All that stands in his way are words of Torah, which are as delicate as a rose, for it is written, “Do not approach, etc.”

The second iteration of the need for boundaries is thus spoken to the more sensitive soul, one who can appreciate the delicate beauty of a rose, of the Torah. Its splendid fragrance alone is enough to elicit our respect and reverence.

True, “Your belly is a stack of wheat (chitim),” you have an appetite and are drawn towards sins (chata’im) – but it is “fenced in with roses.” No Iron Curtain is needed for this inspired Jew. He does not hurdle or trample over even a fence made of roses. He willfully bows to G-d’s will, respecting the delicate, nebulous fence made of words of Torah.

***

There is a higher level of reverence for Divinely ordained boundaries, taught by the Rogatchover Gaon. On the words, “The nation is unable to ascend” (Yisro 19:23):

Moshe Rabbeinu conceived that the Evil Inclination had been uprooted from their hearts, as explained in Avoda Zara 4b. He questioned the repetition of the warning because to Moshe Rabbeinu anything that is prohibited simply cannot be done. According to the restrictions of nature, they simply cannot trespass there … Moshe, however, did not know that they were destined to sin [with the Golden Calf]. (Tzafnas Paneiach)

Moshe could not fathom why Jews need reminders not to trespass G-d-given boundaries. It is against their very nature! G-d, however, saw what Moshe was too generous to see – the breach of the Golden Calf.

An even more sublime approach, taught by the Rebbe (3 Sivan 5749), resonates with Rashi: A person is prepped prior to an event and he is prepped again at show time. That is, a Jew who witnesses the glory of G-d descend upon the mountain – although he had been forewarned – is liable to breach the boundary and in the throes of Divine ecstasy, race towards the Infinite, even at the cost of his life, soul expiration. A second warning is thus required.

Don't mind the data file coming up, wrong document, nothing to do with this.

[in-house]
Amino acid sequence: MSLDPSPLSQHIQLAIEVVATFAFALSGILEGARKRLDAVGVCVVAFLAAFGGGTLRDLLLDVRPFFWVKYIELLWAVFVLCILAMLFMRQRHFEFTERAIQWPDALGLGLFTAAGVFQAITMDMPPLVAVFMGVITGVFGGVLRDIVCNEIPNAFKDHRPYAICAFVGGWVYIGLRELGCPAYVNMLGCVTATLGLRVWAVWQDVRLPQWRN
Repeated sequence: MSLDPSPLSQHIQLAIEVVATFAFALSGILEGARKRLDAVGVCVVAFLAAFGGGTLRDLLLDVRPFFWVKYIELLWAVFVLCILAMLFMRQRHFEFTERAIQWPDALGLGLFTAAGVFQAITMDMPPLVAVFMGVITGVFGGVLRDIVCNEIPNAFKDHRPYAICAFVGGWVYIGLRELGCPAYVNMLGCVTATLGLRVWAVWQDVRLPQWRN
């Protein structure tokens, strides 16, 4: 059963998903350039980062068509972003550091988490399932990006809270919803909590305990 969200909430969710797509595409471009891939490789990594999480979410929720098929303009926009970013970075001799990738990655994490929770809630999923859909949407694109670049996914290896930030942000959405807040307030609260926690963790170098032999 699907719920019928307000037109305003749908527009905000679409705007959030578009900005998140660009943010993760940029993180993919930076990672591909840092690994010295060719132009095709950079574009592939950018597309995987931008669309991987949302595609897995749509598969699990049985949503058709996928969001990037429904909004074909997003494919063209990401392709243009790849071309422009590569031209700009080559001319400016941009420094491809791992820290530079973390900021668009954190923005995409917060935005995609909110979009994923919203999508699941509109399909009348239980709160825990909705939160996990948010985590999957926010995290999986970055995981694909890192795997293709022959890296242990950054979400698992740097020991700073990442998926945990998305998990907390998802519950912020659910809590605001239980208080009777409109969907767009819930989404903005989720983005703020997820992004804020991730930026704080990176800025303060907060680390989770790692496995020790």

***

Regardless of how to understand the repetition of the need for boundaries, Moshe Rabbeinu was the exception to the rule: “b’chol beisi ne’eman hu – he is trusted throughout My home.”

All the Jewish people at least vicariously have a share in Moshe’s unique closeness and intimacy with G-d. Perhaps being like Moshe (and looking at others favorably) will awaken the spark of Moshe in us, the spark of Moshiach within us, and we too will personally realize that unique closeness.

But even as we stand to receive the Torah (throughout the year), respecting our placement, the Divinely allotted boundaries – that itself makes us proper vessels for G-d to reach out to us beyond the barriers. That is exactly what happened at Har Sinai. From all directions we heard the Divine voice, and “with every Divine utterance their souls flew out of them.”

Of course, the Jewish people will ultimately be closer to G-d than even the ministering angels, behind the Pargod (curtain) with the King Himself, with the true and complete redemption. ■